Germany has already been a storehouse of Sanskrit scholars to the world.
“The majority of Sanskrit scholars, including those at Harvard, California Berkeley and the UK, are Germans,” he said.
“Probably because we never colonised India and maintained a romantic view about it,” quipped Dr. Michaels.
‘Language cannot shake secularism’
India’s secularism is not so weak that it will be shaken just because of a language, Prime Minister Narendra Modi has said in the backdrop of a row over Sanskrit replacing German in government-run schools in India.
Addressing a reception for the Indian community on Monday, Modi referred to a time decades ago, when German radio had a news bulletin in Sanskrit.
“In India, there was no news bulletin in Sanskrit at that time because perhaps it was thought that secularism would be endangered,” the prime minister said.
Modi said India’s secularism is not so weak that it will be shaken just because of a language. One should have self-confidence.
Self-confidence should not be shaken, he added.
The prime minister did not elaborate, but his veiled comments assume significance as these came months after a row over replacing of German as third language in government-run Kendirya Vidyalaya schools with Sanskrit. -PTI
Experts bat for Sanskrit in schools
Even as the row over replacing German with Sanskrit in Kendriya Vidyalays partly resurfaced in far away in Berlin, educationists back home feel that it is very important to introduce Sanskrit at the school level to enable students have a better understanding of the subject.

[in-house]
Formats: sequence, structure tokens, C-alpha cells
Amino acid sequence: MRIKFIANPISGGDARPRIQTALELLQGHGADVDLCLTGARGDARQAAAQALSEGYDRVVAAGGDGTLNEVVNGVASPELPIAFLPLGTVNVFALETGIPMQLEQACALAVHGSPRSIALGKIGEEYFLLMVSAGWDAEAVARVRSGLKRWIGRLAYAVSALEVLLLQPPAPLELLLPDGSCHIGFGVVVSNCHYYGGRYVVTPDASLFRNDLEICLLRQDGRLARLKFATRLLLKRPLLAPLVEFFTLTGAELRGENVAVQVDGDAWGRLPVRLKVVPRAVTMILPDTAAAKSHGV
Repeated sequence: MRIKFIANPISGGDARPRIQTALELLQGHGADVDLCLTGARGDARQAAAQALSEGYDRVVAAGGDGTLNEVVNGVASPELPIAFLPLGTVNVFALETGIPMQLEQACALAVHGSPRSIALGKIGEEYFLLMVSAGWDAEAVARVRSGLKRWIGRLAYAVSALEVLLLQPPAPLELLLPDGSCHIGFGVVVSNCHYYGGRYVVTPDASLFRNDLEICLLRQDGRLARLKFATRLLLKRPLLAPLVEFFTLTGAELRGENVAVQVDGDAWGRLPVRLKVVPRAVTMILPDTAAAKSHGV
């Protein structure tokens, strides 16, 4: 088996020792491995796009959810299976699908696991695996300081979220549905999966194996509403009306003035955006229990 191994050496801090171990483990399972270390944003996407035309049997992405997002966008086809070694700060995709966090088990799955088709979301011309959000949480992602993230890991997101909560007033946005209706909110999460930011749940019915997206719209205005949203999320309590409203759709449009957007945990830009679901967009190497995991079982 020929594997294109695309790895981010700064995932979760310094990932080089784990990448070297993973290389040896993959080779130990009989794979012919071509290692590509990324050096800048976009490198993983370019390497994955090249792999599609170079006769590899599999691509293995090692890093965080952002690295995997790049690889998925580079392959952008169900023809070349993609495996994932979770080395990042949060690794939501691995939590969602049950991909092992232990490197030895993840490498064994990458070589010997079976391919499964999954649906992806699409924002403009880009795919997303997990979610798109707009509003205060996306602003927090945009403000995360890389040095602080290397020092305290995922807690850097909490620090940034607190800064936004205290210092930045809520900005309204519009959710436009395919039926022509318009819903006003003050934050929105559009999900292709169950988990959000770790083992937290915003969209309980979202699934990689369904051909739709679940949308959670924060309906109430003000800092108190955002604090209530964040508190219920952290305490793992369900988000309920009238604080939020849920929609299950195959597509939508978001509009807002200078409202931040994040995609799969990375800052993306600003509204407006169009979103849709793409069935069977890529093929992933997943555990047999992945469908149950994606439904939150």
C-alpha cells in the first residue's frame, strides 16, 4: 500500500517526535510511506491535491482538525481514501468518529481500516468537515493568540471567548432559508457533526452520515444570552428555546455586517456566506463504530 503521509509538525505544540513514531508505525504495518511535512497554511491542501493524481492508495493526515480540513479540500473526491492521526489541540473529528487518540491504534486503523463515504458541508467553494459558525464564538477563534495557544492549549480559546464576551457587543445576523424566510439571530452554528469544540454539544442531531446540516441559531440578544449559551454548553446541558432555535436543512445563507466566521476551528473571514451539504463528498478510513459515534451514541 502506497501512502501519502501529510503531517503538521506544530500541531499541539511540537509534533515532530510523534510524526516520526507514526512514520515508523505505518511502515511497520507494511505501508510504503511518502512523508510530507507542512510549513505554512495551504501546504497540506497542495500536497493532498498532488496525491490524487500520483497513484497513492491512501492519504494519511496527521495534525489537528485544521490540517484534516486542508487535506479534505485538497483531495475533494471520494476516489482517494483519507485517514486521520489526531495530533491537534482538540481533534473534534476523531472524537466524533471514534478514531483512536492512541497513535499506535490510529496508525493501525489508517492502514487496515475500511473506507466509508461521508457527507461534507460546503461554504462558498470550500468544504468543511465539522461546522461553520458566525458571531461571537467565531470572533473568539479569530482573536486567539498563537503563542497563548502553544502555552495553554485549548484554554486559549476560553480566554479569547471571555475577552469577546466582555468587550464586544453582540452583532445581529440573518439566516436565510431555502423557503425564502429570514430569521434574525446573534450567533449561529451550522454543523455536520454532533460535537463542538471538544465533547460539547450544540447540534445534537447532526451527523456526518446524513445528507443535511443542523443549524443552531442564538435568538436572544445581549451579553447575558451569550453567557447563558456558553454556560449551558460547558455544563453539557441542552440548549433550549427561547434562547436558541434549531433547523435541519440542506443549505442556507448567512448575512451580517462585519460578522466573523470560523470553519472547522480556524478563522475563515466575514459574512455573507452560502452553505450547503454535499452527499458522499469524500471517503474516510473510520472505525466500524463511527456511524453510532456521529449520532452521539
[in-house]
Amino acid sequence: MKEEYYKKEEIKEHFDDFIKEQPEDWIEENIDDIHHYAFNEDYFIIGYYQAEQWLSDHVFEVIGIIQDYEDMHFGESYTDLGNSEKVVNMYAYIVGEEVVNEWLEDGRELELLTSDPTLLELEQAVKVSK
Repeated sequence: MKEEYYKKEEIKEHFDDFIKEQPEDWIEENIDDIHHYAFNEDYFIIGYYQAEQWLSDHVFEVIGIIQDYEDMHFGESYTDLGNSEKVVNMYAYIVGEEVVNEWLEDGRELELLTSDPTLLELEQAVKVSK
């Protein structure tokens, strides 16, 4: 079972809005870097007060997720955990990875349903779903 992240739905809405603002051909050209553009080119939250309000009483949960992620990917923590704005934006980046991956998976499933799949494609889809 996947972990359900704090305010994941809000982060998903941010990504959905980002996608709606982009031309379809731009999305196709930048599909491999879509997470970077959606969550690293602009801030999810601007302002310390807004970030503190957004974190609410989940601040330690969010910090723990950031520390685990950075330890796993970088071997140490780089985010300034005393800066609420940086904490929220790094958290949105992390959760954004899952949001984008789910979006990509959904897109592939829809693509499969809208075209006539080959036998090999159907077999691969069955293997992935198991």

“Sanskrit is an essential part of every Indian soul. Without the language, the society loses its identity. From Raja Ram Mohan Roy to Mahatma Gandhi, everyone was inspired by the language. The whole renaissance period was based on Sanskrit literature,” Professor Ramesh Bharadwaj, head of the Sanskrit department at Delhi University, told Mail Today.
Historians, meanwhile, feel that successive governments have taken no initiatives to promote the language among the people.
“The central and state governments, which came to power after Independence, have not extended their support to the language. Our country is known for its culture, religion and philosophical ideas. One cannot treat religious sentiments and Sanskrit separately,” Bharadwaj added.
Recently, the Human Resources Development (HRD) ministry’s internal enquiry into the Memorandum of Understanding (MoU) with Germany, making German the third language in Kendriya Vidyalayas, has revealed that neither the Kendriya Vidyalaya Sanghathan (KVS) nor the ministry realised that the move was a violation of the three-language formula.
According to the three-language formula, schools are required to teach Hindi, English and a modern Indian language in schools. Sanskrit, however, is said to be a popular option in northern states.
“We want all Indian languages to be promoted because only five to six per cent of people in India understand English. Most of them, even today, work in their regional language. No other language can be understood if there is no proper understanding of Sanskrit,” the HoD of the Sanskrit department said.
Meanwhile, while on his tour to Germany, Prime Minister Narendra Modi said India’s secularism is not so weak that it could be shaken because of a language.
Experts feel that Modi’s statement is in accordance with the Indian Constitution. Though Modi did not elaborate on the issue, his comments are being seenin context with his government’s decision to replace German with Sanskrit in over 500 schools.